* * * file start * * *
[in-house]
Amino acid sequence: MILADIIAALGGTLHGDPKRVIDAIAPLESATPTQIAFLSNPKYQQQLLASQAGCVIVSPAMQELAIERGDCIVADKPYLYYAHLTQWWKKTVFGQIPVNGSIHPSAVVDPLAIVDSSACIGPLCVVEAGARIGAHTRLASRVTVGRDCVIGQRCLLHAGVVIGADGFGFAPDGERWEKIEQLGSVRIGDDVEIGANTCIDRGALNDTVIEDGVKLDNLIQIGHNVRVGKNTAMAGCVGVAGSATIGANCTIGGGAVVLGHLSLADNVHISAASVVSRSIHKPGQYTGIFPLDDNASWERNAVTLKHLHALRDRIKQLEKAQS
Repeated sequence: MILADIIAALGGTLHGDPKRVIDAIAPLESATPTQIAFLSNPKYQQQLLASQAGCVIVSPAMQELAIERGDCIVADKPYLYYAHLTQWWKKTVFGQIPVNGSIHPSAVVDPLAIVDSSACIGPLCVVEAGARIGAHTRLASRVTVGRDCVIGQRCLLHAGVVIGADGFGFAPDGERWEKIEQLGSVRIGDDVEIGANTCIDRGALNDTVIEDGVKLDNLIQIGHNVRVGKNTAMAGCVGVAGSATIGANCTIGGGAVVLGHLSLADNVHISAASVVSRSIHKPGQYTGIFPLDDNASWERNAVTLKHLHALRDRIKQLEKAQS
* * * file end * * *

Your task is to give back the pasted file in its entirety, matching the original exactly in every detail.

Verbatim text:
[in-house]
Amino acid sequence: MILADIIAALGGTLHGDPKRVIDAIAPLESATPTQIAFLSNPKYQQQLLASQAGCVIVSPAMQELAIERGDCIVADKPYLYYAHLTQWWKKTVFGQIPVNGSIHPSAVVDPLAIVDSSACIGPLCVVEAGARIGAHTRLASRVTVGRDCVIGQRCLLHAGVVIGADGFGFAPDGERWEKIEQLGSVRIGDDVEIGANTCIDRGALNDTVIEDGVKLDNLIQIGHNVRVGKNTAMAGCVGVAGSATIGANCTIGGGAVVLGHLSLADNVHISAASVVSRSIHKPGQYTGIFPLDDNASWERNAVTLKHLHALRDRIKQLEKAQS
Repeated sequence: MILADIIAALGGTLHGDPKRVIDAIAPLESATPTQIAFLSNPKYQQQLLASQAGCVIVSPAMQELAIERGDCIVADKPYLYYAHLTQWWKKTVFGQIPVNGSIHPSAVVDPLAIVDSSACIGPLCVVEAGARIGAHTRLASRVTVGRDCVIGQRCLLHAGVVIGADGFGFAPDGERWEKIEQLGSVRIGDDVEIGANTCIDRGALNDTVIEDGVKLDNLIQIGHNVRVGKNTAMAGCVGVAGSATIGANCTIGGGAVVLGHLSLADNVHISAASVVSRSIHKPGQYTGIFPLDDNASWERNAVTLKHLHALRDRIKQLEKAQS